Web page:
is published Tuesday through Friday and
Sunday mornings. Periodical postage paid
at Marianna, FL.


SUBSCRIPTION RATES
Home delivery: $11.23 per month; $32.83
for three months; $62.05 for six months;
and $123.45 for one year. All prices include
applicable state and local taxes. Mail
subscriptions must be paid in advance. Mail
subscriptions are: $46.12 for three months;
$92.24 for six months; and $184.47 for one
year.

ADVERTISING
The advertiser agrees that the publisher
shall not be liable for damages arising
out of errors and advertisements beyond
the amount paid for the space actually
occupied by that portion of the advertise-
ments in which the error occurred, whether
such error is due to the negligence of the
publisher's employees or otherwise, and
there shall be not liability for non-inser-
tion of any advertisement beyond the
amount paid for such advertisement. This
newspaper will not knowingly accept or
publish illegal material of any kind. Advertis-
ing which expresses preference based on
legally protected personal characteristics is
not acceptable.

HOW TO GET YOURo
NEWS PUBLISHED
The Jackson County Floridan will publish
news of general interest free of charge.
Submit your news or Community Calendar
events via e-mail, fax, mail, or hand delivery.
Fees may apply for wedding, engagement,
anniversary and birth announcements.
Forms are available at the Floridan offices.
Photographs must be of good quality and
suitable for print. Th6 Floridan reserves the
right to edit all submissions.

GETTING IT RIGHT
The Jackson County Floridan's policy
is to correct mistakes promptly. To
report an error, please call 526-3614
Monday-Friday.


JCFLORIDAN.COM


CoLmmuity Calendar


TODAY
Orientation Noon to 3 p.m. at Goodwill Career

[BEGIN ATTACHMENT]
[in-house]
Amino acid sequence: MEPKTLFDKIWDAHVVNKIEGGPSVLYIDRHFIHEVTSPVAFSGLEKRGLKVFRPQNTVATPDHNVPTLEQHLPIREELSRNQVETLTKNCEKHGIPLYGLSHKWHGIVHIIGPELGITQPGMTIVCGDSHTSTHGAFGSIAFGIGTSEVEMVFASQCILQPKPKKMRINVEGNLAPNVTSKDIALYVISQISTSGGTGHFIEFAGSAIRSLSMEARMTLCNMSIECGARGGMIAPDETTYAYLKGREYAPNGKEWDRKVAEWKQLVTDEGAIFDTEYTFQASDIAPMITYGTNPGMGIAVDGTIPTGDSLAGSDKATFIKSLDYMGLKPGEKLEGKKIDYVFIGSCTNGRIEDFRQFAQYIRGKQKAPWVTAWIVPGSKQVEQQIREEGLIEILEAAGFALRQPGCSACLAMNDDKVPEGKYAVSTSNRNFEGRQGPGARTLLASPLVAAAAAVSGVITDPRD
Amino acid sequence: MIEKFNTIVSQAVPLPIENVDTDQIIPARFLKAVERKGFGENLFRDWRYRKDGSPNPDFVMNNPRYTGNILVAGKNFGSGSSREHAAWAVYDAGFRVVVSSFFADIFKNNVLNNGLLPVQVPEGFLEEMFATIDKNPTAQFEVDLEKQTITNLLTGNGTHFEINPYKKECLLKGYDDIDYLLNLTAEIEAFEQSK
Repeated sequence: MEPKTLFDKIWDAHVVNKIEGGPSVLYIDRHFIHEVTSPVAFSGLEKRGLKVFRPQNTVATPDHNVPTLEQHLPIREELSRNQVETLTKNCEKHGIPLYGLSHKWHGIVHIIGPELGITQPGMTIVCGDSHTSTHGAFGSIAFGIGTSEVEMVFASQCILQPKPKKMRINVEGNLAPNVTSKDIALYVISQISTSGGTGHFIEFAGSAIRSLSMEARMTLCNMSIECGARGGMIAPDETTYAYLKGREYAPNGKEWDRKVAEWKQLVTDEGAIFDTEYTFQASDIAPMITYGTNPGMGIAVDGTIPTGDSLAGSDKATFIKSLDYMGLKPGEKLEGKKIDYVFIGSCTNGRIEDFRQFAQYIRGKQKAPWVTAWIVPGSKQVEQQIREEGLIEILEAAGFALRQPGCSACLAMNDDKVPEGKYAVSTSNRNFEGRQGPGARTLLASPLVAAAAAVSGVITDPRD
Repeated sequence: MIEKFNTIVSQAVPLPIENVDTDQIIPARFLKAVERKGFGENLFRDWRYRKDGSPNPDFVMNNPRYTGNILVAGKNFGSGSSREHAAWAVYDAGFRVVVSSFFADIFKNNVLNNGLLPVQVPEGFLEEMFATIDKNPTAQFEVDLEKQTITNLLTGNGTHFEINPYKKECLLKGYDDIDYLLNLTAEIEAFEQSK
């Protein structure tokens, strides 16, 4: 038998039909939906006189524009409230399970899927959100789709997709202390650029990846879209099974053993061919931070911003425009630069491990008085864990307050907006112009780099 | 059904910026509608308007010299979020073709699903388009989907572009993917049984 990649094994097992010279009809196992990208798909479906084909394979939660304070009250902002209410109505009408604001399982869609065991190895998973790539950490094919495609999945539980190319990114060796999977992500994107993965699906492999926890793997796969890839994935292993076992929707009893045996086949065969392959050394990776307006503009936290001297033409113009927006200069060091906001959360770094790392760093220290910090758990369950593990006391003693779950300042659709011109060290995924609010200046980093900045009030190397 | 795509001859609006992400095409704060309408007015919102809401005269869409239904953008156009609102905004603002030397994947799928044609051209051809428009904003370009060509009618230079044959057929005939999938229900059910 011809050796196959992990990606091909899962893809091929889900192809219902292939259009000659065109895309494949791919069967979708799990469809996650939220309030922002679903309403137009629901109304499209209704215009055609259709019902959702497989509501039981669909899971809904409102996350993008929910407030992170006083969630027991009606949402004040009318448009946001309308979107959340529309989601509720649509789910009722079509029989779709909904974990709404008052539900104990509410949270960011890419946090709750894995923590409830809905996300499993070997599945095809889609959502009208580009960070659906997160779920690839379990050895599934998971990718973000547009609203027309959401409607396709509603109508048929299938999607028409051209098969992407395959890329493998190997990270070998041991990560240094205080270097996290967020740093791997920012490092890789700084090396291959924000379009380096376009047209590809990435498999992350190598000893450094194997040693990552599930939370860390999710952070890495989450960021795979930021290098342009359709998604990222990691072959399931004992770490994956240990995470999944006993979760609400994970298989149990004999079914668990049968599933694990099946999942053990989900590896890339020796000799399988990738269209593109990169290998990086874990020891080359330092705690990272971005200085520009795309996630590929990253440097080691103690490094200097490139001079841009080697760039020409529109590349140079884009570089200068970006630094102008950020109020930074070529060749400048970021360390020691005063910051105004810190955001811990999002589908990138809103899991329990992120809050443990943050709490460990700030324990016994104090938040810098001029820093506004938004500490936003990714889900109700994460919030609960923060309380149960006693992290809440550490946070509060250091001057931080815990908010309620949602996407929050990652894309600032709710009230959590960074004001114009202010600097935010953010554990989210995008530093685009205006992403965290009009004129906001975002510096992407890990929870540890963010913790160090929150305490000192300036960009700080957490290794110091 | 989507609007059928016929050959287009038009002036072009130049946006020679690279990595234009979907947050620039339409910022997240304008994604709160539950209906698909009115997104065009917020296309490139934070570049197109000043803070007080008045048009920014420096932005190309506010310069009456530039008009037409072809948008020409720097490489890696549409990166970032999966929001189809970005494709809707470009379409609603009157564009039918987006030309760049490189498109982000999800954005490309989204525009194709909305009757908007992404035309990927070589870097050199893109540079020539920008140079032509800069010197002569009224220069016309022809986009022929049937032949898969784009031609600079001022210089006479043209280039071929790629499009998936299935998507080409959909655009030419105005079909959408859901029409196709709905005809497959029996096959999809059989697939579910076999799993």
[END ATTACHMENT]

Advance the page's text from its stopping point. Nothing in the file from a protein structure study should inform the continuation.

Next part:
Training Center, 4742 U.S. 90, Marianna. Learn
aboutand register for free services. Call 526-0139.
) Sewing Circle 1 p.m. at Jackson County Senior
Citizens, 2931 Optimist Drive in Marianna. Call
482-5028.
) Chipola Healthy Start Board of Directors
Meeting 2 p.m. in the Conference Room at the
Washington County Ag Center in Chipley.
) Community Meeting Concerning Child Hunger
in Jackson County 6 p.m. at the'Marianna First
Presbyterian Church Fellowship Hall, 2898 Jefferson
St. Guest speaker will be Rachel Mohler, Child Nutri-
tion Program Coordinator for America's Second
Harvest of the Big Bend in Tallahassee. Refresh-
ments will be served. RSVP at 579-4660, 526-8743
or mng@embarqmail.com.
)) Digital Photography: Getting Started With
Your SLR/DSLR Camera 6-8 p.m. at the
Jackson County Public Library, Marianna Branch,
2929 Green St. This class is intended for individuals
who are new to photography and would like to learn
the basics of using a SLR/DSLR camera. Students
need to be comfortable using an Internet based
computer including how to use the mouse. Bring a
digital camera and USB cord to class. Class is free,
registration is required. Call 482-9631. ,